Is Uber Local Advertising’s Duopoly Killer?

The most cited challenger to advertising’s Facebook-Google duopoly is easily Amazon. And rightly so: its ad business reached $10 billion last year and $3.6 billion in Q3. eMarketer predicts it will reach 10 percent of U.S. digital ad revenues by 2020, versus Google and Facebook’s combined 60 percent.

But when zeroing in on local advertising and commerce — Street Fight’s hallmark — as opposed to driving eCommerce, another challenger may loom: Uber. In fact, we have a longstanding prediction that it will blitz local advertising by strategically building from the Trojan Horse that is “in-ride mode.”

This theory is based on the fact that Uber has your captive attention during rides, given in-app utilities like mapping and ETA. Furthermore, it knows where you’re going (think destination-based promotions). In the aggregate, it has lots of behavioral data for a richer mosaic of audience-targeting gold.

Since we wrote about this last December and made a few predictions about Uber’s entrance to the local advertising fold, the company is showing signs that it’s about to do just that. TechCrunch reported evidence last week that Uber will soon roll out in-app advertising, starting with Uber Eats.

But like our recent correct call on Amazon’s RaaS ambitions, our point isn’t to pat ourselves on the back. It’s now time to recalibrate our analysis with the benefit of new market info and to double down on that prediction. Specifically, we’re predicting Uber will launch in-app location-based advertising in 2020.

More specifically, we believe this will entail an advertising program that solicits additional spend from existing Uber Eats partners and applies a programmatic (potentially bid-based) ad engine for targeted placement in the Uber app during rides. It will extend to other local business verticals in the future.

Besides the evidence from TechCrunch that puts our previous prediction on track, there are macro signals if we follow the money. For example, advertising would be a revenue diversification play, which Uber needs at this stage of growth — especially given the risks and volatility of its other business lines.

Advertising can improve Uber’s margins and make its overall business more scalable, which is something it also really needs at this stage. As you probably know, it’s still unprofitable as it reinvests in capturing market share in hundreds of local markets — the name of the game in marketplace businesses.

But the path to profitability is also about economies of scale through adjacent products. That’s behind Uber Eats, where more services engender demand-side density to cluster fulfillment in cost-efficient ways. That means bundling orders (rides, eats, grocery, etc.) for variable revenue against fixed cost.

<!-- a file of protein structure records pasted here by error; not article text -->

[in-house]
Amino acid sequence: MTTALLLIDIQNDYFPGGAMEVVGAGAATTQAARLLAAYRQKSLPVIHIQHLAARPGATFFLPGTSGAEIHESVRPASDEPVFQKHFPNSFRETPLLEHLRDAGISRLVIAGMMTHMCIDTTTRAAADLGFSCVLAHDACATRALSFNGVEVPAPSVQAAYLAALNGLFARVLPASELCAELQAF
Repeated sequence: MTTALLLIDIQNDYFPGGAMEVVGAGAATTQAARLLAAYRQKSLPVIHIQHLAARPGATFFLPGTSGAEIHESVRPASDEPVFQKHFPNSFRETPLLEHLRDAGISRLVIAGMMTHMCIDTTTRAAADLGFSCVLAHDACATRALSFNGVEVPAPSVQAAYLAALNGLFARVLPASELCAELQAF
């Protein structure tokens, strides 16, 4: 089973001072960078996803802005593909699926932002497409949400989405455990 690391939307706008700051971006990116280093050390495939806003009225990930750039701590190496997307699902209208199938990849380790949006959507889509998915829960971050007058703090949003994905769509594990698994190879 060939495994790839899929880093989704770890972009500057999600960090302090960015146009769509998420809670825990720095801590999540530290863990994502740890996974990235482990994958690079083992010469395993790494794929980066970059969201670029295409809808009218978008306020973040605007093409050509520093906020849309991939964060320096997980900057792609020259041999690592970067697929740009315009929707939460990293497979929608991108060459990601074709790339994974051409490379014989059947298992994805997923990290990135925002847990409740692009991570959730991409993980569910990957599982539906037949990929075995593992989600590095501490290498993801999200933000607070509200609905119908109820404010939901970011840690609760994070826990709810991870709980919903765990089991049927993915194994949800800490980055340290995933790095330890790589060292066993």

That’s essentially the definition of scalability and is the direction in which Uber continues to move with additional revenue streams that build on the core rides infrastructure. This leads Uber toward what I like to call “City OS,” which has interlocking and economies-of-scale-boosting components that prop one another up.

Back to advertising, it enters the picture by utilizing behavioral data from Rides, Eats, and the expanding services bundle. As mentioned, it can achieve sophisticated ad targeting and attribution while monetizing captive audiences through all those eyeballs gazing down at the Uber app during rides.

It can also reinforce its value to local restaurant advertisers by providing business intelligence. Using the same data that fuels its ad targeting and attribution, it can provide insights back to restaurants to do things like optimize menus or strategically launch cloud kitchens in underserved delivery zones.

All of this ties back to unit economics and the drive to boost profitability by adding additional revenue streams against existing/fixed costs. In fact, advertising would have margin advantages over many of its other products that require splitting revenues with drivers, restaurants, etc. Uber ads would be all gravy.

One of the best indicators of tech giants’ future moves is to look at their motivations and “follow the money.” All of the above aligns with those factors and what we know today. Signs point to an Uber ad business. This isn’t just where it’s pointing today; it’s where Uber has to go.

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Mike Boland is Street Fight's lead analyst, author of the Road Map column and producer of the Heard on the Street podcast. He has been an analyst in the local space since 2005, covering mobile, social and emerging tech. More biographical information can be seen at www.mikebo.land
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